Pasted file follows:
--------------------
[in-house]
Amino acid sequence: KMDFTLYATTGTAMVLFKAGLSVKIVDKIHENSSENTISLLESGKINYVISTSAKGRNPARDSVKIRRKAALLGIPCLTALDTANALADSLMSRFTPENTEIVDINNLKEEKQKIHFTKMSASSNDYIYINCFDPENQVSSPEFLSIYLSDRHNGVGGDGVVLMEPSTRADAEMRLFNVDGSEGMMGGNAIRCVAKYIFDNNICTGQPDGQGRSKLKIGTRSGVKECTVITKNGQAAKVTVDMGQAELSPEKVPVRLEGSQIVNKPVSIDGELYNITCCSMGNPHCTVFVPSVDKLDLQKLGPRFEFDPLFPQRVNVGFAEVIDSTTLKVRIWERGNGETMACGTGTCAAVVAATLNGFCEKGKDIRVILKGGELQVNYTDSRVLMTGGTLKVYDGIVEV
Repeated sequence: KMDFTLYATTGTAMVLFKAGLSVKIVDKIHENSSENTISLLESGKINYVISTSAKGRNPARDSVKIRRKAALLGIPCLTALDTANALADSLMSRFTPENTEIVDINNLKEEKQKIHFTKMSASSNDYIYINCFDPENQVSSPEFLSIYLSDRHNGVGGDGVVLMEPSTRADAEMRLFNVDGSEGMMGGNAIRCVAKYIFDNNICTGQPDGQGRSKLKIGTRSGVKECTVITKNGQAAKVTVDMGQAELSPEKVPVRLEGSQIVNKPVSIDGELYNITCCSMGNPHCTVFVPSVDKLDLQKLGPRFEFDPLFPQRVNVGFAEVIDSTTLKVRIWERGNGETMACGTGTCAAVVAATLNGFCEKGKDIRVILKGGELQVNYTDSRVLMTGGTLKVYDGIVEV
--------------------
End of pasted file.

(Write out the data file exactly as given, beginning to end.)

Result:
[in-house]
Amino acid sequence: KMDFTLYATTGTAMVLFKAGLSVKIVDKIHENSSENTISLLESGKINYVISTSAKGRNPARDSVKIRRKAALLGIPCLTALDTANALADSLMSRFTPENTEIVDINNLKEEKQKIHFTKMSASSNDYIYINCFDPENQVSSPEFLSIYLSDRHNGVGGDGVVLMEPSTRADAEMRLFNVDGSEGMMGGNAIRCVAKYIFDNNICTGQPDGQGRSKLKIGTRSGVKECTVITKNGQAAKVTVDMGQAELSPEKVPVRLEGSQIVNKPVSIDGELYNITCCSMGNPHCTVFVPSVDKLDLQKLGPRFEFDPLFPQRVNVGFAEVIDSTTLKVRIWERGNGETMACGTGTCAAVVAATLNGFCEKGKDIRVILKGGELQVNYTDSRVLMTGGTLKVYDGIVEV
Repeated sequence: KMDFTLYATTGTAMVLFKAGLSVKIVDKIHENSSENTISLLESGKINYVISTSAKGRNPARDSVKIRRKAALLGIPCLTALDTANALADSLMSRFTPENTEIVDINNLKEEKQKIHFTKMSASSNDYIYINCFDPENQVSSPEFLSIYLSDRHNGVGGDGVVLMEPSTRADAEMRLFNVDGSEGMMGGNAIRCVAKYIFDNNICTGQPDGQGRSKLKIGTRSGVKECTVITKNGQAAKVTVDMGQAELSPEKVPVRLEGSQIVNKPVSIDGELYNITCCSMGNPHCTVFVPSVDKLDLQKLGPRFEFDPLFPQRVNVGFAEVIDSTTLKVRIWERGNGETMACGTGTCAAVVAATLNGFCEKGKDIRVILKGGELQVNYTDSRVLMTGGTLKVYDGIVEV